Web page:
Homebirth in England: Factors that impact on job satisfaction for community midwives
This study explored the uptake of homebirth by healthy pregnant women from the perspective of community midwives (CMs). This paper presents factors that CMs expressed contributed to and/or detracted from their job satisfaction. Interviews were conducted with four practising CMs who were employed by a large acute NHS Trust in England providing a non-continuity model of care. Data were analysed thematically and are presented in two categories: (1) continuity of care and (2) working relationships and workloads. Findings suggest that if maternity service providers attended to factors that enhanced the job satisfaction of CMs inclined to support homebirth, this may contribute to increasing its uptake by pregnant women.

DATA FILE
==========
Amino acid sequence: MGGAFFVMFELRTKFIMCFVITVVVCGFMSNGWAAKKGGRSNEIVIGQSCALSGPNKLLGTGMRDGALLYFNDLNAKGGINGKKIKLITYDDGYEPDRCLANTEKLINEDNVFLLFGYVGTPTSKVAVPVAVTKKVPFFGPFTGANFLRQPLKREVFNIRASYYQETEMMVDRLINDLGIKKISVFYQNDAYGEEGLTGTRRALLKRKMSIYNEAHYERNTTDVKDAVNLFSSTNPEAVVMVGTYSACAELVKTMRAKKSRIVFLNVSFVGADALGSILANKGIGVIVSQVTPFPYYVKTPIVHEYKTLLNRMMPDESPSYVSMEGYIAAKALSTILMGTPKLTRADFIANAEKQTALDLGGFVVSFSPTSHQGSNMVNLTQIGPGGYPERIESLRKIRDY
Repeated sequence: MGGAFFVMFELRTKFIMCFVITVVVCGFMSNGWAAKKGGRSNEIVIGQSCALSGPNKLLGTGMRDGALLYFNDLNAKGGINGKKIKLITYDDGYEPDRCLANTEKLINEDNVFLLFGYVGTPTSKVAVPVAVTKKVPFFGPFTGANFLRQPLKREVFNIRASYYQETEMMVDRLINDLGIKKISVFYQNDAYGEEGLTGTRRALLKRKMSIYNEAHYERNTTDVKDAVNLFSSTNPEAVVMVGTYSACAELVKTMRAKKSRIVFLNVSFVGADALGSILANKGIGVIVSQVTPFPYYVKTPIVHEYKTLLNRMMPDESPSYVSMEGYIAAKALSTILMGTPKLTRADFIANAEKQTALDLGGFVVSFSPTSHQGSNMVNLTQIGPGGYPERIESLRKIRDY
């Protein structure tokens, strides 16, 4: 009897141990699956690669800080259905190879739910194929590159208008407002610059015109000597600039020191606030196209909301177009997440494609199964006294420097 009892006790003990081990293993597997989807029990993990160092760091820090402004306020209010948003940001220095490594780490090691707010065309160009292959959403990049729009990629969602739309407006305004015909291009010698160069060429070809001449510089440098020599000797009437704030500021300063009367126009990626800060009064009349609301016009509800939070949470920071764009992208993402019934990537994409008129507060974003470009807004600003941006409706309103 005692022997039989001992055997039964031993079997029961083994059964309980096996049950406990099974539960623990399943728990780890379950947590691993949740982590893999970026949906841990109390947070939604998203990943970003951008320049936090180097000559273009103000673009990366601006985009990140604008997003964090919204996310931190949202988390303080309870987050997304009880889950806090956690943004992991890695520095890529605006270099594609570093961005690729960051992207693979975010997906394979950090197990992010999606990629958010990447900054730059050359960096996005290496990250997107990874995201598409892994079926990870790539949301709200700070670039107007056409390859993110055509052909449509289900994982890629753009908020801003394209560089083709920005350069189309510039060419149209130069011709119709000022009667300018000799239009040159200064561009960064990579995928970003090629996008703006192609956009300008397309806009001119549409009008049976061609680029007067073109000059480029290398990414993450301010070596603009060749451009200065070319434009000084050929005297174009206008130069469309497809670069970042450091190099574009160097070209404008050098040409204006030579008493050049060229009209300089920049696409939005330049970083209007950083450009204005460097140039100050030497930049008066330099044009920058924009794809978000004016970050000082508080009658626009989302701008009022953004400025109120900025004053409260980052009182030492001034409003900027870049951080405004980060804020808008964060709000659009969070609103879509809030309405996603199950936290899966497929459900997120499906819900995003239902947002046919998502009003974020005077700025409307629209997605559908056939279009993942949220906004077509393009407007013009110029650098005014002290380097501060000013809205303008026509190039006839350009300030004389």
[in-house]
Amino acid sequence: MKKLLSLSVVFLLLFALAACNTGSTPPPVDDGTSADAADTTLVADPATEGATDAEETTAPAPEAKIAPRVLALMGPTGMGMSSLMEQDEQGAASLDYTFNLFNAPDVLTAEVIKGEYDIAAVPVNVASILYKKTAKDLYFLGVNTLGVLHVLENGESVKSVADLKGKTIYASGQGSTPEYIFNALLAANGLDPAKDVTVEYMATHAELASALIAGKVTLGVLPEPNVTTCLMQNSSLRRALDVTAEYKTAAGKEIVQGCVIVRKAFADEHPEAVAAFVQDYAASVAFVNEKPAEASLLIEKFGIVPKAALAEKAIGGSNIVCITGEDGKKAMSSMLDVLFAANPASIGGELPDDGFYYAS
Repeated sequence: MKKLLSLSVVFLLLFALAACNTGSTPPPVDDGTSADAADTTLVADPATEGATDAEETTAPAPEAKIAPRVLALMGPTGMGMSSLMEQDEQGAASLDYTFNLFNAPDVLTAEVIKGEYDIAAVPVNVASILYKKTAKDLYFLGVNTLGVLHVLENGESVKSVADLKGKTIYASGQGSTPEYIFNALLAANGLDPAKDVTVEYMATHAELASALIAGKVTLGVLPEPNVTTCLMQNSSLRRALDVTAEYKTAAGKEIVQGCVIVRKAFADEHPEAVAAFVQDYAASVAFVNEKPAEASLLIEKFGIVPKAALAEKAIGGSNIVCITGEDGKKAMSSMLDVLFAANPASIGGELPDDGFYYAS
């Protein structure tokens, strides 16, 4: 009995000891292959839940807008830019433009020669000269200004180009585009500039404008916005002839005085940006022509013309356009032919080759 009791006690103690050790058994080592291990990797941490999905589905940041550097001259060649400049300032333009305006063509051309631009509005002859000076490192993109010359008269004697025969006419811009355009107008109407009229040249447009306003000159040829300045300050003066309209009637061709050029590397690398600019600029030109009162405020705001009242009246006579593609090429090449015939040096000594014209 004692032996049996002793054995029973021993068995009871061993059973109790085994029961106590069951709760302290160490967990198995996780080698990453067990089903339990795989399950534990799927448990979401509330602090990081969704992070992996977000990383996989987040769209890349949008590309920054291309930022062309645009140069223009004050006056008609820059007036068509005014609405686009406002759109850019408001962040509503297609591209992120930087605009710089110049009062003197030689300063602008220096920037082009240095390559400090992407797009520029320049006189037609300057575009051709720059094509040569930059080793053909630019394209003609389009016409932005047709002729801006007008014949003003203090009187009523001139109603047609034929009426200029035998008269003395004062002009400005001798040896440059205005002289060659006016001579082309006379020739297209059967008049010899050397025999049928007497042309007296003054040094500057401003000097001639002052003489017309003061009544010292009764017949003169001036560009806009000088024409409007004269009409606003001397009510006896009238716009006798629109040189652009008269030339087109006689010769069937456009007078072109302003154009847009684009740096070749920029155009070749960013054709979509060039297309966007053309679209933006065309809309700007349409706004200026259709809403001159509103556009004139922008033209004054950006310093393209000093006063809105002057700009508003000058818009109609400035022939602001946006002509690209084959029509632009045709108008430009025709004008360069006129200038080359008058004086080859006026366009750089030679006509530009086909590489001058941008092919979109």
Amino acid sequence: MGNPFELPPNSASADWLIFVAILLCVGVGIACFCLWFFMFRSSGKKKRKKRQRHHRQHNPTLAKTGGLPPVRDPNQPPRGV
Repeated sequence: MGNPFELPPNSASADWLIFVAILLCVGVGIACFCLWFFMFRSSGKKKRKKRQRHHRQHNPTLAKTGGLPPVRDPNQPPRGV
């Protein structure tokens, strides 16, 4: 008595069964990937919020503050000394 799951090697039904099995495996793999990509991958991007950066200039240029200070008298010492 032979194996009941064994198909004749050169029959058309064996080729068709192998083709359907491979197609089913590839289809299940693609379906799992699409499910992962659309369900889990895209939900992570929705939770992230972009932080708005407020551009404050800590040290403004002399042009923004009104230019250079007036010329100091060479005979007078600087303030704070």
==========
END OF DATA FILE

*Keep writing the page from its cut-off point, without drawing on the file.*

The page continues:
Homebirth rates in England have been persistently low for more than 5 decades, with just 2.3% of women giving birth at home in 2013 (Office for National Statistics, 2014). While homebirths currently represent a relatively small proportion of births in England, the National Institute for Health and Care Excellence (NICE) has published new national guidelines on intrapartum care that recommend healthy, low-risk pregnant women should be advised that birth at home or in a midwife-led unit is now particularly suitable for them (NICE, 2014). The recommendations are informed by research that has demonstrated that healthy women can give birth safely and cost-effectively if they choose a non-obstetric unit setting (Brockelhurst et al, 2011; Blix et al, 2012). This revised previous guidance (NICE, 2007) that urged caution, and has the potential to affect hundreds of thousands of births in England.
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